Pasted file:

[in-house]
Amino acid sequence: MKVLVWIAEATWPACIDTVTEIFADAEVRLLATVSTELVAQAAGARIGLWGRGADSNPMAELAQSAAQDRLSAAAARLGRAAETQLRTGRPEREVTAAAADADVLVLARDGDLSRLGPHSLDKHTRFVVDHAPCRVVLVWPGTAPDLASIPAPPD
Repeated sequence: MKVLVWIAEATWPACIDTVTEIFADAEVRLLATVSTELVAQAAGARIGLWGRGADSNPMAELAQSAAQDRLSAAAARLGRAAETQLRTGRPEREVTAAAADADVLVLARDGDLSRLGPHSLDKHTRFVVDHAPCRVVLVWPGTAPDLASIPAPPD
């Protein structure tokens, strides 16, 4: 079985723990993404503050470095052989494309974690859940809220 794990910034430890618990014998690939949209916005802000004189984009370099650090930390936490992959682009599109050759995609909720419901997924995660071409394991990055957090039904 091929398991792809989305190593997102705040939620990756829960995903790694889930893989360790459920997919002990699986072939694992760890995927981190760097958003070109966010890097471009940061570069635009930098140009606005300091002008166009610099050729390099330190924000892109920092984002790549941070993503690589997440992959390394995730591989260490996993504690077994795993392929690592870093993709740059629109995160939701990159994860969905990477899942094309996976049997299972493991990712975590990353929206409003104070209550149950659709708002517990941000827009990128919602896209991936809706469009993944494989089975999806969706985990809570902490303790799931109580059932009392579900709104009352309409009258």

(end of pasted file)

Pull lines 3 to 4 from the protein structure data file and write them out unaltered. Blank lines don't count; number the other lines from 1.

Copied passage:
Repeated sequence: MKVLVWIAEATWPACIDTVTEIFADAEVRLLATVSTELVAQAAGARIGLWGRGADSNPMAELAQSAAQDRLSAAAARLGRAAETQLRTGRPEREVTAAAADADVLVLARDGDLSRLGPHSLDKHTRFVVDHAPCRVVLVWPGTAPDLASIPAPPD
């Protein structure tokens, strides 16, 4: 079985723990993404503050470095052989494309974690859940809220 794990910034430890618990014998690939949209916005802000004189984009370099650090930390936490992959682009599109050759995609909720419901997924995660071409394991990055957090039904 091929398991792809989305190593997102705040939620990756829960995903790694889930893989360790459920997919002990699986072939694992760890995927981190760097958003070109966010890097471009940061570069635009930098140009606005300091002008166009610099050729390099330190924000892109920092984002790549941070993503690589997440992959390394995730591989260490996993504690077994795993392929690592870093993709740059629109995160939701990159994860969905990477899942094309996976049997299972493991990712975590990353929206409003104070209550149950659709708002517990941000827009990128919602896209991936809706469009993944494989089975999806969706985990809570902490303790799931109580059932009392579900709104009352309409009258």